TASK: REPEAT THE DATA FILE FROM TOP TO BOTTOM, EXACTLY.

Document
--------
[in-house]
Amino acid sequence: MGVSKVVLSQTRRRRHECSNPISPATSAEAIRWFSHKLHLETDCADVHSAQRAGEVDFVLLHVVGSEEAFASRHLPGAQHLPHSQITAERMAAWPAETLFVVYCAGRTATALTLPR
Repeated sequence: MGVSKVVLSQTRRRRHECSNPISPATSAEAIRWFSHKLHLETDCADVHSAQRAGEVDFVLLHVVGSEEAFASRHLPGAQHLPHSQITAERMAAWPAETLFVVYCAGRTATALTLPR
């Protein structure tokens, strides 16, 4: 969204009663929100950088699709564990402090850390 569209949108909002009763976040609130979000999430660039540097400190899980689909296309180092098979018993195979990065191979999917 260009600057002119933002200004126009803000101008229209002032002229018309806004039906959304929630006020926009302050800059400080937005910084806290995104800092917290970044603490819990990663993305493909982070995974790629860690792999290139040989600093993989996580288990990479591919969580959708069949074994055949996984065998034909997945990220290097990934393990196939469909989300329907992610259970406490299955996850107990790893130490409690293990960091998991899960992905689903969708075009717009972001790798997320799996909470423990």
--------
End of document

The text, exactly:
[in-house]
Amino acid sequence: MGVSKVVLSQTRRRRHECSNPISPATSAEAIRWFSHKLHLETDCADVHSAQRAGEVDFVLLHVVGSEEAFASRHLPGAQHLPHSQITAERMAAWPAETLFVVYCAGRTATALTLPR
Repeated sequence: MGVSKVVLSQTRRRRHECSNPISPATSAEAIRWFSHKLHLETDCADVHSAQRAGEVDFVLLHVVGSEEAFASRHLPGAQHLPHSQITAERMAAWPAETLFVVYCAGRTATALTLPR
């Protein structure tokens, strides 16, 4: 969204009663929100950088699709564990402090850390 569209949108909002009763976040609130979000999430660039540097400190899980689909296309180092098979018993195979990065191979999917 260009600057002119933002200004126009803000101008229209002032002229018309806004039906959304929630006020926009302050800059400080937005910084806290995104800092917290970044603490819990990663993305493909982070995974790629860690792999290139040989600093993989996580288990990479591919969580959708069949074994055949996984065998034909997945990220290097990934393990196939469909989300329907992610259970406490299955996850107990790893130490409690293990960091998991899960992905689903969708075009717009972001790798997320799996909470423990």